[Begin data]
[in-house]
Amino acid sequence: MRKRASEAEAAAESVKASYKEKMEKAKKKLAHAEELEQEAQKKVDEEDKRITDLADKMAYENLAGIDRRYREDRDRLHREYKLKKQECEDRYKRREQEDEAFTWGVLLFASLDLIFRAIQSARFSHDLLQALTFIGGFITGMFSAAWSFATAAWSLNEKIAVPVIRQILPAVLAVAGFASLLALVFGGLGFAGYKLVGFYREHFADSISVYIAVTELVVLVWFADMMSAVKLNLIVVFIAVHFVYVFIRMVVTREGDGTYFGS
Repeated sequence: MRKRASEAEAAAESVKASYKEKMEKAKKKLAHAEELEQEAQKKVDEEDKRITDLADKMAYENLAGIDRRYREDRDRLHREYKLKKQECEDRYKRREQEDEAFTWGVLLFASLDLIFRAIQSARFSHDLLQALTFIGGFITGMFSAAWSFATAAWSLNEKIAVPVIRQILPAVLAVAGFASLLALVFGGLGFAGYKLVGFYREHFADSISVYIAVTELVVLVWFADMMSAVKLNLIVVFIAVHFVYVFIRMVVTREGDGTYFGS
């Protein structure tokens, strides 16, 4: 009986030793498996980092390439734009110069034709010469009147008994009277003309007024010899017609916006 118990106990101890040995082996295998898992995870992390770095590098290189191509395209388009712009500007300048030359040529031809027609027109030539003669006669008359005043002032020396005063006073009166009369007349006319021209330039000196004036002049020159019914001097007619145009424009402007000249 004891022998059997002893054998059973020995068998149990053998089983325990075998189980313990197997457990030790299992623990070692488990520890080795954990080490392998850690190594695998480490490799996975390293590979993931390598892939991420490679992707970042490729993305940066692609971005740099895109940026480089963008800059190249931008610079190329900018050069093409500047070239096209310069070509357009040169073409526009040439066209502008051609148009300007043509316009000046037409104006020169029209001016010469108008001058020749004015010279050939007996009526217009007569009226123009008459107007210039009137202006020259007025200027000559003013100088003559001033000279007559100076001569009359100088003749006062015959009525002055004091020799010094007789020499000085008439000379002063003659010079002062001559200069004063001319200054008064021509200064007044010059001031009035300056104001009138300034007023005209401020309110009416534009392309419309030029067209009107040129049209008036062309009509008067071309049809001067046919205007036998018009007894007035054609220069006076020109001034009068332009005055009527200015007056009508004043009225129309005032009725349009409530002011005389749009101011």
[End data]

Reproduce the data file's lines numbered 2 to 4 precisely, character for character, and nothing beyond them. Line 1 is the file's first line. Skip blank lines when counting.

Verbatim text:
Amino acid sequence: MRKRASEAEAAAESVKASYKEKMEKAKKKLAHAEELEQEAQKKVDEEDKRITDLADKMAYENLAGIDRRYREDRDRLHREYKLKKQECEDRYKRREQEDEAFTWGVLLFASLDLIFRAIQSARFSHDLLQALTFIGGFITGMFSAAWSFATAAWSLNEKIAVPVIRQILPAVLAVAGFASLLALVFGGLGFAGYKLVGFYREHFADSISVYIAVTELVVLVWFADMMSAVKLNLIVVFIAVHFVYVFIRMVVTREGDGTYFGS
Repeated sequence: MRKRASEAEAAAESVKASYKEKMEKAKKKLAHAEELEQEAQKKVDEEDKRITDLADKMAYENLAGIDRRYREDRDRLHREYKLKKQECEDRYKRREQEDEAFTWGVLLFASLDLIFRAIQSARFSHDLLQALTFIGGFITGMFSAAWSFATAAWSLNEKIAVPVIRQILPAVLAVAGFASLLALVFGGLGFAGYKLVGFYREHFADSISVYIAVTELVVLVWFADMMSAVKLNLIVVFIAVHFVYVFIRMVVTREGDGTYFGS
């Protein structure tokens, strides 16, 4: 009986030793498996980092390439734009110069034709010469009147008994009277003309007024010899017609916006 118990106990101890040995082996295998898992995870992390770095590098290189191509395209388009712009500007300048030359040529031809027609027109030539003669006669008359005043002032020396005063006073009166009369007349006319021209330039000196004036002049020159019914001097007619145009424009402007000249 004891022998059997002893054998059973020995068998149990053998089983325990075998189980313990197997457990030790299992623990070692488990520890080795954990080490392998850690190594695998480490490799996975390293590979993931390598892939991420490679992707970042490729993305940066692609971005740099895109940026480089963008800059190249931008610079190329900018050069093409500047070239096209310069070509357009040169073409526009040439066209502008051609148009300007043509316009000046037409104006020169029209001016010469108008001058020749004015010279050939007996009526217009007569009226123009008459107007210039009137202006020259007025200027000559003013100088003559001033000279007559100076001569009359100088003749006062015959009525002055004091020799010094007789020499000085008439000379002063003659010079002062001559200069004063001319200054008064021509200064007044010059001031009035300056104001009138300034007023005209401020309110009416534009392309419309030029067209009107040129049209008036062309009509008067071309049809001067046919205007036998018009007894007035054609220069006076020109001034009068332009005055009527200015007056009508004043009225129309005032009725349009409530002011005389749009101011």